Three security data predictions for 2024
How do companies protect their digital environments in a world where everything is growing more complex, quickly – data, customer expectations, cyber threats and more? It’s difficult: Adversaries are adopting and using AI and even generative AI-based technologies against enterprises. Nation-state cyber activity is morphing from attacks and ransomware to espionage and information theft.
In addition, new and updated regulations (think PCI-Data Security Standard 4.0, with which organizations will need to be in full compliance as of March 31, 2025), along with increased scrutiny from the SEC, put a strain on governance, risk and compliance teams to manage an organization’s security, risk and compliance posture.
At the end of the day, security teams’ jobs are to answer questions posed by regulators, auditors, the board, and the CISO, about risks, attacks, and compliance status. For example, does the organization have endpoint detection and response agents deployed on all endpoints and if there are gaps, where are they? Or, how long has a hacker been on a network, and what data did they take? Or, what is the origin of an attack? And so on and so forth. From GRC analysts to threat hunters, security groups often are scrambling to collect and make sense of siloed security data so they understand what they’re up against.
With these realities in mind, I’ve got three predictions for 2024 that I hope will inspire security data decision-makers in the right direction.
1. Big data insights won’t be just for data scientists anymore.
The ability to extract meaningful business insights from big data has largely been the domain of the highly specialized data scientist. But, as in cybersecurity, these experts are rather few and far between, and more and more teams are placing demands on this finite resource.
In the coming year, we’ll see changes that accelerate the ability of security teams to join and digest large amounts of data in more accessible ways. Data fabric platforms, data security posture management (DSPM), and data science and machine language (DSML) platforms are changing the game, unifying and simplifying access to enterprise security data.
The more user-friendly interfaces of these platforms give more people on more teams the ability to see and act on threats or other challenges to the business. The democratization of data comes none too soon, as advancements in AI are making it easier for bad actors to infiltrate. With more eyes watching and able to take protective action, enterprises have a real shot at staying ahead of threats.
2. Cybersecurity teams will make the jump into data lakes to wrangle siloed data sets and decrease security data storage costs.
It’s been the lament of cybersecurity teams for years: All those security tools are producing a ton of great data, but it’s difficult to combine that data quickly and easily to find and take action on threats.
Security information and event management (SIEM) solutions help, but they’re expensive and limited by storage and ease of access. In 2024, cloud-based data lakes will beckon, and security leaders will look from beyond their pond to see if they can obtain a little of that beach-front property being used by their colleagues on the IT, data, finance, HR or other teams.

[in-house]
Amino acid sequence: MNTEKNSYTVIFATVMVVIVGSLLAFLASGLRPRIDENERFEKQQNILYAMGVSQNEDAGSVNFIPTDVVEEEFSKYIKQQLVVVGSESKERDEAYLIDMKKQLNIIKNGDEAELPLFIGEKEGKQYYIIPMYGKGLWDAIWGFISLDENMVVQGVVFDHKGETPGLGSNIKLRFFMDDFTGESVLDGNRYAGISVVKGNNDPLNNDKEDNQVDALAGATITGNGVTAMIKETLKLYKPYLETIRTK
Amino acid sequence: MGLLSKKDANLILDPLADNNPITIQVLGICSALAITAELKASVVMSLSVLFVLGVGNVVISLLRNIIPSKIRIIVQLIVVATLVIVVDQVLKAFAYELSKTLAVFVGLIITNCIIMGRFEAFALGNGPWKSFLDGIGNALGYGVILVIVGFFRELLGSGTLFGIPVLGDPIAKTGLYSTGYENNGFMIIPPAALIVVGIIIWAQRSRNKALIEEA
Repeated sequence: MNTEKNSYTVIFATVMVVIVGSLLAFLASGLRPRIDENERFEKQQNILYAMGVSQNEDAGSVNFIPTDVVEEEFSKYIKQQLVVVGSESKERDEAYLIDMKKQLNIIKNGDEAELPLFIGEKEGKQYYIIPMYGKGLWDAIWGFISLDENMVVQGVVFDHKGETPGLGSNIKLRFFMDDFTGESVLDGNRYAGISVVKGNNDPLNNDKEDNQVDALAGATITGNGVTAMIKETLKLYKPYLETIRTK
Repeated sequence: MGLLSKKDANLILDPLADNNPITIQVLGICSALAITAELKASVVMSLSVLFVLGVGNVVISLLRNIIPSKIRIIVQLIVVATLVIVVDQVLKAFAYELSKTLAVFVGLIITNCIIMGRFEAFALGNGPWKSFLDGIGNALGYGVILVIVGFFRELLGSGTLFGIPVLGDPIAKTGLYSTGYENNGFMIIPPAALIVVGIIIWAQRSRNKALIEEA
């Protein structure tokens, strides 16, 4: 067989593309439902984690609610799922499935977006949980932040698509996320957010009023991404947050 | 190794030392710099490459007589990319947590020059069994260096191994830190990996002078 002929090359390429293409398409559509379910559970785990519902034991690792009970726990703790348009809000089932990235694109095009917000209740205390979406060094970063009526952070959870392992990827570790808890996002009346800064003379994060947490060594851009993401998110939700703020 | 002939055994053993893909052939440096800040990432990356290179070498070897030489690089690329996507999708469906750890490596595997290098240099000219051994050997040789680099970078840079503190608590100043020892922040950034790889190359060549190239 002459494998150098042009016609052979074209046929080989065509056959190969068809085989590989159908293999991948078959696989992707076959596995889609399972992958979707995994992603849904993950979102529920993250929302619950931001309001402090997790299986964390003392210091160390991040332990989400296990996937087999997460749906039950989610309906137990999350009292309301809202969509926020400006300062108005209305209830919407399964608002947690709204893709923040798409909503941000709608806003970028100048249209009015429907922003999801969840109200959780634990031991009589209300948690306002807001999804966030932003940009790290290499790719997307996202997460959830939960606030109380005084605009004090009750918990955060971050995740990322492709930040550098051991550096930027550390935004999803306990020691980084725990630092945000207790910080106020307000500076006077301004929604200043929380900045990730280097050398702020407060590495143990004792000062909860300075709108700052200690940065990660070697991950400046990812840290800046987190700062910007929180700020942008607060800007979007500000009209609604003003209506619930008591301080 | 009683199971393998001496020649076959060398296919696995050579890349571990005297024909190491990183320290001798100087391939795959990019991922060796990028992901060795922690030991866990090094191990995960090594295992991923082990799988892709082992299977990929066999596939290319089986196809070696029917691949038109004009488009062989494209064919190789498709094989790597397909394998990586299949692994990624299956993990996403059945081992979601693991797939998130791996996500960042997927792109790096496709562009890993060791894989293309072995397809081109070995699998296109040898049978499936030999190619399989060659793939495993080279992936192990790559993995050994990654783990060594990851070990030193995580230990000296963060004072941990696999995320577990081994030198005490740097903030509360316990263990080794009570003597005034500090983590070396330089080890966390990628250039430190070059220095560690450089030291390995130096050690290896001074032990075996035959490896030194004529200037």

Data lakes for security – or security data lakes – will go mainstream, providing a much better option for bringing together and storing all that siloed security data while enhancing scalability and accessibility for data sharing across teams. The result will be vastly improved cybersecurity through faster threat detection and mitigation, and better adherence to compliance mandates.
3. 2024 will be the year that governance, risk and compliance is profoundly transformed by continuous controls monitoring.
Governance, risk and compliance (GRC) teams are going to finally catch a break with the broader adoption and use of nascent continuous controls monitoring (CCM) technologies.
At the mercy of mostly manual processes and tools like Excel and PowerPoint to keep track of compliance gaps and issues, GRC teams—especially in large organizations—have been challenged to keep up to date with their organization’s security, risk and compliance posture.
GRC professionals will be the key drivers behind the rapid adoption and use of CCM, and they’ll be able to track and manage adherence to compliance in near real-time. Moreover, they’ll look to data fabrics and data lakes to power their CCM reports, as these technologies facilitate data lineage, which is helpful for consistency of reporting at audit time. As a result, we’ll hear about dramatic reductions in compliance fines and penalties being levied against large organizations, and we’ll start to see cyber insurance carriers mandate the use of CCM to obtain or renew insurance.
While 2024 may be the year of “regulatory risk” for many GRC and compliance teams, it will not be those among them who have embraced the use of a CCM solution.
Predictions are, of course, forecasts of things that may happen, but I do hope mine come to fruition! If they do, organizations should be better able to protect their digital environments and achieve year-round compliance.
Data fabric platforms, security data lakes and continuous controls monitoring can ease the burden on both security and GRC teams by giving them the deep, actionable insights they need to thwart bad actors and stay compliant.